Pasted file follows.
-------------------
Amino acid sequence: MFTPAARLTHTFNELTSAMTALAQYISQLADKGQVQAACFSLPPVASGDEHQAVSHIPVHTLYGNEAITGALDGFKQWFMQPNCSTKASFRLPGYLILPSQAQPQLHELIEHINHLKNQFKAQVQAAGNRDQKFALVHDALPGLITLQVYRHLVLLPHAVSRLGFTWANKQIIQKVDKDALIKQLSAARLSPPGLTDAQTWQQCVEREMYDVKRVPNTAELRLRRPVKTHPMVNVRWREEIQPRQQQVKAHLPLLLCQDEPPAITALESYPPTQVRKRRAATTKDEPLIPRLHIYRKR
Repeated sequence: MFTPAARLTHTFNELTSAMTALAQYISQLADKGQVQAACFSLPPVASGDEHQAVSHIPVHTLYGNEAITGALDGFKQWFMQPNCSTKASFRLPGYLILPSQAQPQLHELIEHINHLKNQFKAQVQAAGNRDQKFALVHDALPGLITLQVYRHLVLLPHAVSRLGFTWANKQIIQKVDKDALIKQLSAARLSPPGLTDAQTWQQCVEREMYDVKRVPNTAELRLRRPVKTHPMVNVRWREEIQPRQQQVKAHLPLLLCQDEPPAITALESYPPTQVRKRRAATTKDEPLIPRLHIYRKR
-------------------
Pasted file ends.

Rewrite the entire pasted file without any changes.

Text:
Amino acid sequence: MFTPAARLTHTFNELTSAMTALAQYISQLADKGQVQAACFSLPPVASGDEHQAVSHIPVHTLYGNEAITGALDGFKQWFMQPNCSTKASFRLPGYLILPSQAQPQLHELIEHINHLKNQFKAQVQAAGNRDQKFALVHDALPGLITLQVYRHLVLLPHAVSRLGFTWANKQIIQKVDKDALIKQLSAARLSPPGLTDAQTWQQCVEREMYDVKRVPNTAELRLRRPVKTHPMVNVRWREEIQPRQQQVKAHLPLLLCQDEPPAITALESYPPTQVRKRRAATTKDEPLIPRLHIYRKR
Repeated sequence: MFTPAARLTHTFNELTSAMTALAQYISQLADKGQVQAACFSLPPVASGDEHQAVSHIPVHTLYGNEAITGALDGFKQWFMQPNCSTKASFRLPGYLILPSQAQPQLHELIEHINHLKNQFKAQVQAAGNRDQKFALVHDALPGLITLQVYRHLVLLPHAVSRLGFTWANKQIIQKVDKDALIKQLSAARLSPPGLTDAQTWQQCVEREMYDVKRVPNTAELRLRRPVKTHPMVNVRWREEIQPRQQQVKAHLPLLLCQDEPPAITALESYPPTQVRKRRAATTKDEPLIPRLHIYRKR